Posted on November 25, 2013
by John Grady
This is a simple line chart and easy to read. The vertical axis scales one type of information -- in this case, how many years someone born in the US might expect to live -- while the horizontal axis lists when people were born. A point on either line is an estimate based on projecting the death rates prevailing at that date into the future. Projecting a trend in this fashion, however, does not account for what the actual future might bring. Life expectancy in real time could be lowered by war, disease, famine, or a cataclysmic natural event. Conversely, our lives could extend beyond what was predicted at birth by improvements in living standards, medical care, and healthier lifestyles. For Americans, the big take away story from this chart is that the good far outweighs the bad.
Throughout human history, average life expectancy was anywhere from 30 to 40 years at best. Around 250 years ago in Western Europe and the United States, things slowly began to change. There was more food available; public health measures were taken; medical science improved, and housing became more secure and comfortable. By 1900, life expectancy was almost 50 years. What happened during the next century was without precedent in human history. By 2000 life expectancy had nearly doubled and men and women on average lived into their late 70s and early 80s.
Line charts are one of the best ways of visualizing a trend. They show direction: is it going up or down; is it even or uneven; curvilinear or cyclic? They show whether the rate of change is fast, slow, or non-existent. They also can be designed to include more than one line – in this case trends for men and women – and these can be easily compared. With these observations in mind, what does this chart tell us?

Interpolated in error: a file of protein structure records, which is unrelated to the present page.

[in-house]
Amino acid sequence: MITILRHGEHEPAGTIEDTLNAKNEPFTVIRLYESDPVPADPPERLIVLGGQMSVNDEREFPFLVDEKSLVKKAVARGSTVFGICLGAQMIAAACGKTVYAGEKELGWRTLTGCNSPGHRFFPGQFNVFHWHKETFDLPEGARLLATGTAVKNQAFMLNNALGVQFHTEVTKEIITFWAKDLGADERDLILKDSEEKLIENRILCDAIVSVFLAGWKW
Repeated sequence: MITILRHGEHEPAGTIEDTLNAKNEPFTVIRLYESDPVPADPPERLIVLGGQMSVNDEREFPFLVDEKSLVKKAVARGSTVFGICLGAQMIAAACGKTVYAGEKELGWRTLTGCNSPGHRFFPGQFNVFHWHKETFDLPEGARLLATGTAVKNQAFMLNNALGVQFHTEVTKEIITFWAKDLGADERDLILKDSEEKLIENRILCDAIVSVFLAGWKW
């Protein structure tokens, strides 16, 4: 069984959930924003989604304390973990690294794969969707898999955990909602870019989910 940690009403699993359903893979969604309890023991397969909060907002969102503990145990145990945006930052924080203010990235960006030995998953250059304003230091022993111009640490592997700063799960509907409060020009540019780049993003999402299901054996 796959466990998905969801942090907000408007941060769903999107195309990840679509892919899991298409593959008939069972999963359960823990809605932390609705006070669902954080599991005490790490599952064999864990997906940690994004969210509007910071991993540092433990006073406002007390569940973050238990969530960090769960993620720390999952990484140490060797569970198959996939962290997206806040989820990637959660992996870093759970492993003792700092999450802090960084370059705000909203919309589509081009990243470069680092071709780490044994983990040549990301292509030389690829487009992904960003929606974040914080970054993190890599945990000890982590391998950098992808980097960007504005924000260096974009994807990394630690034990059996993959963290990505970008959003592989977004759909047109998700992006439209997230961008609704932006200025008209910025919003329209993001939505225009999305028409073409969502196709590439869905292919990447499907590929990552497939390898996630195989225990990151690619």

• While the growth of life expectancy is a steadily progressive trend over the course of the century, it tends to slow down from the early 1950s on for both men and women;
• Women tend to live longer than men and this discrepancy has generally widened since the beginnings of World War II. There is some evidence of a narrowing of the gender gap during the 1990s, which is probably due to men beginning to quit smoking in the 1960s in significant numbers, while women were just embracing the habit. There is a lag in outcomes for men and women because it takes about 30 years for the negative health effects of smoking to begin to take their toll – and for the positive effects of not smoking to have an impact.
• Before 1945 changes in life expectancy were very volatile. They go up and down by one or two years of life expectancy from year to year. This volatility is most likely due to outbreaks of various infectious diseases. After World War II, mass vaccination and expanded health care probably accounts for how steady the trend becomes for both men and women.
Because of the way that life expectancy is measured, it is very susceptible to being influenced by a dramatic increase in the death rate, even if that jump is limited to a very short period of time. The influenza epidemic of 1919 is considered the most lethal worldwide epidemic in history and killed more than 20 million people, 500,000 of them in the United States alone. This singular event was so massive that the slaughter it records leaves a distinct graphic trace on the chart as a plunging spike.
Charts are one of the best ways of examining social indicators. When done well, they provide us with clear measures of patterns that we might not otherwise be aware. Nevertheless, the care we take in viewing them is only as good as the care that must be taken in their preparation as well as observing and collecting the original information. The data that went into making this chart on life expectancy is reliable for just these reasons, and -- because we can imagine what it measures – these simple lines speak volumes about what American civilization accomplished for its people over the last century.